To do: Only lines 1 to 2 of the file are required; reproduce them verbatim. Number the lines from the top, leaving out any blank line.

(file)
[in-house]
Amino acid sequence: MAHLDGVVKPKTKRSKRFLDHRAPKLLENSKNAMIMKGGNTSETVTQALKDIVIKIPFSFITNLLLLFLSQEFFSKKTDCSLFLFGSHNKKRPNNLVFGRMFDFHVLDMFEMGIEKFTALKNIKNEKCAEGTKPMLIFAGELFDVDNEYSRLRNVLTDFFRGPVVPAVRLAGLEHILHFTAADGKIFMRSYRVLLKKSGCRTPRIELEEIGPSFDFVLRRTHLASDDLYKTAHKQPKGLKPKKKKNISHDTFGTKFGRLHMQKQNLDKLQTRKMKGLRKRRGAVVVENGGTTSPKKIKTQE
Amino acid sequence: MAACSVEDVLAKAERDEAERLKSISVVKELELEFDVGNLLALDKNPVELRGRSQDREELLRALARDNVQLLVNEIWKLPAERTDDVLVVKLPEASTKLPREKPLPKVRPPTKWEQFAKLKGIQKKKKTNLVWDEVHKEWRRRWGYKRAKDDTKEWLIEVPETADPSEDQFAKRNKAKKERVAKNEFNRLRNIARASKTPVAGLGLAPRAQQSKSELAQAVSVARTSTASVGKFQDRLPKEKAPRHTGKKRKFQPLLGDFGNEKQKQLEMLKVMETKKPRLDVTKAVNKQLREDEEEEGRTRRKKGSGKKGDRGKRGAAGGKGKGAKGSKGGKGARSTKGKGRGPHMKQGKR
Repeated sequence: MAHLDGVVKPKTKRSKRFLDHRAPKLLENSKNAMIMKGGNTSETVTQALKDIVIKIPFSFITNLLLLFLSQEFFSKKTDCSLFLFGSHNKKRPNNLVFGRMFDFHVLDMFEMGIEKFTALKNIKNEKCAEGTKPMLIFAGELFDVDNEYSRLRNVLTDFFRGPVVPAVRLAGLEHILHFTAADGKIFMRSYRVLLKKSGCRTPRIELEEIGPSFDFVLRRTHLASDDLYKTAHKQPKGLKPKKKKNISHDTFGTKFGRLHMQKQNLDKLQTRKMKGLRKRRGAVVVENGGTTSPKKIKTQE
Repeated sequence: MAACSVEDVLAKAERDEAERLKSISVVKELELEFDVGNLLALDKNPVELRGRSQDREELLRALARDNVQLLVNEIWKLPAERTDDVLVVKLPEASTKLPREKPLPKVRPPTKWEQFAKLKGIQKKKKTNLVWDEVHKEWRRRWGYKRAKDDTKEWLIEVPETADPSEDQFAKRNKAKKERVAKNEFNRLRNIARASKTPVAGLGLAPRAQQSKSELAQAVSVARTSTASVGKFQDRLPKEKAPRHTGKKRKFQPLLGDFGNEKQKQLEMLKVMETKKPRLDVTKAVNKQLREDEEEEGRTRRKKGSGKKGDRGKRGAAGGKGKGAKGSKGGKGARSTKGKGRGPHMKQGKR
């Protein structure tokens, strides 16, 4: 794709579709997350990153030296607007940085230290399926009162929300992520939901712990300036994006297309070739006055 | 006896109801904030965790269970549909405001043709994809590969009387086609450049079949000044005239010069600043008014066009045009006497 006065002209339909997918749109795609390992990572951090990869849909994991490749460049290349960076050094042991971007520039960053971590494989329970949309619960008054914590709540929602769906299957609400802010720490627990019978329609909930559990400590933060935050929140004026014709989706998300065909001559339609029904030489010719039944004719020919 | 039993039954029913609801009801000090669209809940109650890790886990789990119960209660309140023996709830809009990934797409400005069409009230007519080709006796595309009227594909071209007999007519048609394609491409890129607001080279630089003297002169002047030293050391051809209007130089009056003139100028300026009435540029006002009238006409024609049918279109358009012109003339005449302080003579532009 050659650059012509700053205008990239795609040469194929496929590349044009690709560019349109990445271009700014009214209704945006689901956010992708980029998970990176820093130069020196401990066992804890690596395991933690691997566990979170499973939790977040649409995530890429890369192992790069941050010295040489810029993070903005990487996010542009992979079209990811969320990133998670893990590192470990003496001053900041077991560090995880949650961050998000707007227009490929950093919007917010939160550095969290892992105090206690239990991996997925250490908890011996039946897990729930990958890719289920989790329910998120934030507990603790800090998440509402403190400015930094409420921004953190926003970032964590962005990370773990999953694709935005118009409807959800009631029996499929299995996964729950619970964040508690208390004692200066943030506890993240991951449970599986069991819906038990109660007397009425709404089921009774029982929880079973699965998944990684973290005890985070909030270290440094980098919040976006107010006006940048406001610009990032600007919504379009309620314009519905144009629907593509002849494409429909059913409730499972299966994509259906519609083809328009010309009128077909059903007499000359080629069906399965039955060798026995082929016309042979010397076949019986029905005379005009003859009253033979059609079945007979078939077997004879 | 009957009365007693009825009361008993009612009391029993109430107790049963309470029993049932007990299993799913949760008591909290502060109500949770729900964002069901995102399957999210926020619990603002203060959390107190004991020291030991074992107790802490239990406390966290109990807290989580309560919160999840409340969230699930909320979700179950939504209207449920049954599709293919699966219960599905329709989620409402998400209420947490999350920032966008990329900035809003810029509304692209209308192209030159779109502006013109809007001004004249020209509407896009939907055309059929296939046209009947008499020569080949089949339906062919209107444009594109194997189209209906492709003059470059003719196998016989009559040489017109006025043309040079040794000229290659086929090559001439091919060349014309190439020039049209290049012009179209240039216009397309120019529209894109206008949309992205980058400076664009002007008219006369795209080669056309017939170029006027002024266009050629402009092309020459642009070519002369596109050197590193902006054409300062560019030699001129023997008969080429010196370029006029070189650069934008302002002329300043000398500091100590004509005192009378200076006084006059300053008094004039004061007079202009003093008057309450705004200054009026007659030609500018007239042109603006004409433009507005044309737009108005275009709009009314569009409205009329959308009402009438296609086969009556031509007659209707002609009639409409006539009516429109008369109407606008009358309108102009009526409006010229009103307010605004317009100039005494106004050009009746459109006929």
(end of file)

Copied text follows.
[in-house]
Amino acid sequence: MAHLDGVVKPKTKRSKRFLDHRAPKLLENSKNAMIMKGGNTSETVTQALKDIVIKIPFSFITNLLLLFLSQEFFSKKTDCSLFLFGSHNKKRPNNLVFGRMFDFHVLDMFEMGIEKFTALKNIKNEKCAEGTKPMLIFAGELFDVDNEYSRLRNVLTDFFRGPVVPAVRLAGLEHILHFTAADGKIFMRSYRVLLKKSGCRTPRIELEEIGPSFDFVLRRTHLASDDLYKTAHKQPKGLKPKKKKNISHDTFGTKFGRLHMQKQNLDKLQTRKMKGLRKRRGAVVVENGGTTSPKKIKTQE